"By striving, self-consciously, to be as culturally transcendent as possible, I would argue, we can cultivate timeless, transgenerational bodies that do not need to reinvent themselves every quarter century to remain solvent."

Here’s my question. Assuming the ecclesiology of the NT is sufficient for how churches are to understand themselves and how to relate to this world, where does all the analysis and hand-wringing effort to be culturally relevant (or in this case, "culturally transcendent") come from? 

 

Ted, I think there is some mandate for this in I Corinthians 9:19-23

19 For though I am free from all, I have made myself a servant to all, that I might win more of them. 20 To the Jews I became as a Jew, in order to win Jews. To those under the law I became as one under the law (though not being myself under the law) that I might win those under the law. 21 To those outside the law I became as one outside the law (not being outside the law of God but under the law of Christ) that I might win those outside the law. 22 To the weak I became weak, that I might win the weak. I have become all things to all people, that by all means I might save some. 23 I do it all for the sake of the gospel, that I may share with them in its blessings.

I Corinthians 11:16 suggests that there may have been differing customs in differing churches:

16 If anyone is inclined to be contentious, we have no such practice, nor do the churches of God.

In addition, we see the innovative nature of the church in the Book of Acts (e.g., Acts 6:1-7).  Any foreign missionary will discuss the need to adapt to the culture.  The question is how far?  The neutral things of a culture (language, to some degree, dress, etc.) are one category, but the term "culture" often refers to what the Bible calls the "world."  And therein lies the difficulty, making a distinction. IMO fundamentalists have been too stubborn and hidebound about cultural matters while many "hep" evangelicals cave in even where the Bible speaks (e.g., the role of women).  This is not an exact science, but being fad-driven is a sure sign of a wrong foundation.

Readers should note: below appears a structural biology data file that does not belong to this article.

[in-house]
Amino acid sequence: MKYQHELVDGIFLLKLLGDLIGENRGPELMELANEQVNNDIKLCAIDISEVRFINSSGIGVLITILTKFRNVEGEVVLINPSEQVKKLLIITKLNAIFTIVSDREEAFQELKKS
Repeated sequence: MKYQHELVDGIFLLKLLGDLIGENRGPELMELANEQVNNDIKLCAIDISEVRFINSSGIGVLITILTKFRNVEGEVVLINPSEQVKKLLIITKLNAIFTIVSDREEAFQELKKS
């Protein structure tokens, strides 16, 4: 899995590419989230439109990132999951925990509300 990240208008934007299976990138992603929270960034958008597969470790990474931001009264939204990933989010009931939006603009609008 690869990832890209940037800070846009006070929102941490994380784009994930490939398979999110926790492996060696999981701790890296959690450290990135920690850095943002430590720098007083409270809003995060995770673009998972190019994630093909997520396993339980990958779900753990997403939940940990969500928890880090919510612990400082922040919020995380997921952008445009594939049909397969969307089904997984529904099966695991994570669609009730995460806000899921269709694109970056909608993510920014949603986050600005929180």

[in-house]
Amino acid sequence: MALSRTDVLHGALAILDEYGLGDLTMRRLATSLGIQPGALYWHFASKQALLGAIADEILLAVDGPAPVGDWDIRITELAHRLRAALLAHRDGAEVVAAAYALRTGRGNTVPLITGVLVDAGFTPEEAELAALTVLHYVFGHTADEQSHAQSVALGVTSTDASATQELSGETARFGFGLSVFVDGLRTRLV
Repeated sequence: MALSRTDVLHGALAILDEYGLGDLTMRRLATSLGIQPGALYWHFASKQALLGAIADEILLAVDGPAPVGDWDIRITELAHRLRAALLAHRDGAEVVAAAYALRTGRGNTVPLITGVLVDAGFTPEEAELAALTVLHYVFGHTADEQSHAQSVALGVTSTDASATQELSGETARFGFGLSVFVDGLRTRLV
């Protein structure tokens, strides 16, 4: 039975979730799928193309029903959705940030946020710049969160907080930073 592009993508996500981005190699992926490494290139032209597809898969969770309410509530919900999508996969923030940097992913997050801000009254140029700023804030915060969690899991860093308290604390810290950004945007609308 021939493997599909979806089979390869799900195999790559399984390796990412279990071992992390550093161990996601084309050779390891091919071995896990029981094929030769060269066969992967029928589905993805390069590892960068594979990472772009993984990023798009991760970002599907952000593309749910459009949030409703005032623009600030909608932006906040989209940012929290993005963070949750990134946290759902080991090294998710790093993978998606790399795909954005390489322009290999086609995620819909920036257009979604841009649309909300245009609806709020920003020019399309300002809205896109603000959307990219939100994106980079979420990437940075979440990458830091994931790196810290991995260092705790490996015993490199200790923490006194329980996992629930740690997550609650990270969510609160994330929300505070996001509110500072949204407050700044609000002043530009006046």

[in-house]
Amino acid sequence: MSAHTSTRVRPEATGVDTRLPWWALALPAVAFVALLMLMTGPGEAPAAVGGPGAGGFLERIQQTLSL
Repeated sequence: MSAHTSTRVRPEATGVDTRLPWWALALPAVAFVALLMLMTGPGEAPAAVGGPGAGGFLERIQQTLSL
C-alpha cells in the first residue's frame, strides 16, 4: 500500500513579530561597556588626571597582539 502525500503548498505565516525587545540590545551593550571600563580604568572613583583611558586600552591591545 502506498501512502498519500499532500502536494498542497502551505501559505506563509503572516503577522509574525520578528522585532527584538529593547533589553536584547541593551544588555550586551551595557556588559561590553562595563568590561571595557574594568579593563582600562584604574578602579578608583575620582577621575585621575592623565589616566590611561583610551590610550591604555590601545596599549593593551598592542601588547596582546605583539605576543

PS-- Ted, the link to your website is misspelled.  I think you want "church."  It reads: www.gracecurchministry.org .  Please add an "h."

 

"The Midrash Detective"

Jim's picture

http://stuffoutloud.blogspot.com/2010/11/cultural-fundamentalism.html

In other words, when people think “fundamentalist,” they don’t think “defending the gospel” or “partnering for ministry.” They think cultural issues.

Of course there are exceptions. I had dinner this week with a well-known and highly-respected man, whose name every reader here would know (and would say, “How did you get hooked up with him?”). He actually did reference fundamentalists as separatists. But in my experience, he is the exception.

But what most people ask about is cultural issues, because that is what people think fundamentalism is. Now, one might attempt to make the case that the Bible version is not cultural, but theological. I think that is partially true and partially not true, but I don’t want to deal with that argument here.

You see, they know exactly what a cultural fundamentalist is … It is a fundamentalist who is known first for his stands on cultural issues. He is not known for loving the gospel, sound doctrine, theology, and the church, though he may do all those things. He is known for cultural standards.

Is that fair? Complain away, but that impression did not come from nowhere.